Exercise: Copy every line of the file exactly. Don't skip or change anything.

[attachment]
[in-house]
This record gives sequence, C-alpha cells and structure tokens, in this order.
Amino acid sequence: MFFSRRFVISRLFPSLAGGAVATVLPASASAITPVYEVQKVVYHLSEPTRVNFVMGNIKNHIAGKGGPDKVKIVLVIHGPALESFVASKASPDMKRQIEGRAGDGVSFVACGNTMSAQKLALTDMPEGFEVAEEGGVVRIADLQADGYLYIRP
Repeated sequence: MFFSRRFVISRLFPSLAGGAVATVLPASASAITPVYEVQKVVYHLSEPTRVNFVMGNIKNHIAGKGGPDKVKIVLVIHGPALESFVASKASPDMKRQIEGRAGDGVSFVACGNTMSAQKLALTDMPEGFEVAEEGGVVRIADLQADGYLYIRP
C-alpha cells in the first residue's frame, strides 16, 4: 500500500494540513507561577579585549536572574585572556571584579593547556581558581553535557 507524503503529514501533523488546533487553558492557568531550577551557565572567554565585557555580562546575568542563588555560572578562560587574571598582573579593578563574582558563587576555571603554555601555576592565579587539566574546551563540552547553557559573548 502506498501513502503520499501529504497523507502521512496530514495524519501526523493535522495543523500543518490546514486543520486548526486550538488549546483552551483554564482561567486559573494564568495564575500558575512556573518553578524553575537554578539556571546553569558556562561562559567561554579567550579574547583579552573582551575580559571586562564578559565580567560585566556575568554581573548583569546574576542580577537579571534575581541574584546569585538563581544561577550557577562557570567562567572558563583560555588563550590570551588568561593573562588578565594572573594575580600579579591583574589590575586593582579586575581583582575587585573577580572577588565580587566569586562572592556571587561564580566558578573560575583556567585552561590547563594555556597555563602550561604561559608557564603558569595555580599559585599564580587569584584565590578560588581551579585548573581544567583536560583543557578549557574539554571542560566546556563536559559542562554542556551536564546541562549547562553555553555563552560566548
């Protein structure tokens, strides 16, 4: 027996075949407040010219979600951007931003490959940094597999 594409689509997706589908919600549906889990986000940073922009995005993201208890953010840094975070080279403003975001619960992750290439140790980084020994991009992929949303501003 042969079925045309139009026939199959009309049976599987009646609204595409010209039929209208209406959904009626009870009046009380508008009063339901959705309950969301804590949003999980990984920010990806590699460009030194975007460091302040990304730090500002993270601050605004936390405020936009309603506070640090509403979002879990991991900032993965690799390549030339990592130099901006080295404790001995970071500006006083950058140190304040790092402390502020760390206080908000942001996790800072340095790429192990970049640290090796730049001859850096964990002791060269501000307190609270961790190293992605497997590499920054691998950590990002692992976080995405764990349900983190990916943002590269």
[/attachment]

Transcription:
[in-house]
This record gives sequence, C-alpha cells and structure tokens, in this order.
Amino acid sequence: MFFSRRFVISRLFPSLAGGAVATVLPASASAITPVYEVQKVVYHLSEPTRVNFVMGNIKNHIAGKGGPDKVKIVLVIHGPALESFVASKASPDMKRQIEGRAGDGVSFVACGNTMSAQKLALTDMPEGFEVAEEGGVVRIADLQADGYLYIRP
Repeated sequence: MFFSRRFVISRLFPSLAGGAVATVLPASASAITPVYEVQKVVYHLSEPTRVNFVMGNIKNHIAGKGGPDKVKIVLVIHGPALESFVASKASPDMKRQIEGRAGDGVSFVACGNTMSAQKLALTDMPEGFEVAEEGGVVRIADLQADGYLYIRP
C-alpha cells in the first residue's frame, strides 16, 4: 500500500494540513507561577579585549536572574585572556571584579593547556581558581553535557 507524503503529514501533523488546533487553558492557568531550577551557565572567554565585557555580562546575568542563588555560572578562560587574571598582573579593578563574582558563587576555571603554555601555576592565579587539566574546551563540552547553557559573548 502506498501513502503520499501529504497523507502521512496530514495524519501526523493535522495543523500543518490546514486543520486548526486550538488549546483552551483554564482561567486559573494564568495564575500558575512556573518553578524553575537554578539556571546553569558556562561562559567561554579567550579574547583579552573582551575580559571586562564578559565580567560585566556575568554581573548583569546574576542580577537579571534575581541574584546569585538563581544561577550557577562557570567562567572558563583560555588563550590570551588568561593573562588578565594572573594575580600579579591583574589590575586593582579586575581583582575587585573577580572577588565580587566569586562572592556571587561564580566558578573560575583556567585552561590547563594555556597555563602550561604561559608557564603558569595555580599559585599564580587569584584565590578560588581551579585548573581544567583536560583543557578549557574539554571542560566546556563536559559542562554542556551536564546541562549547562553555553555563552560566548
């Protein structure tokens, strides 16, 4: 027996075949407040010219979600951007931003490959940094597999 594409689509997706589908919600549906889990986000940073922009995005993201208890953010840094975070080279403003975001619960992750290439140790980084020994991009992929949303501003 042969079925045309139009026939199959009309049976599987009646609204595409010209039929209208209406959904009626009870009046009380508008009063339901959705309950969301804590949003999980990984920010990806590699460009030194975007460091302040990304730090500002993270601050605004936390405020936009309603506070640090509403979002879990991991900032993965690799390549030339990592130099901006080295404790001995970071500006006083950058140190304040790092402390502020760390206080908000942001996790800072340095790429192990970049640290090796730049001859850096964990002791060269501000307190609270961790190293992605497997590499920054691998950590990002692992976080995405764990349900983190990916943002590269």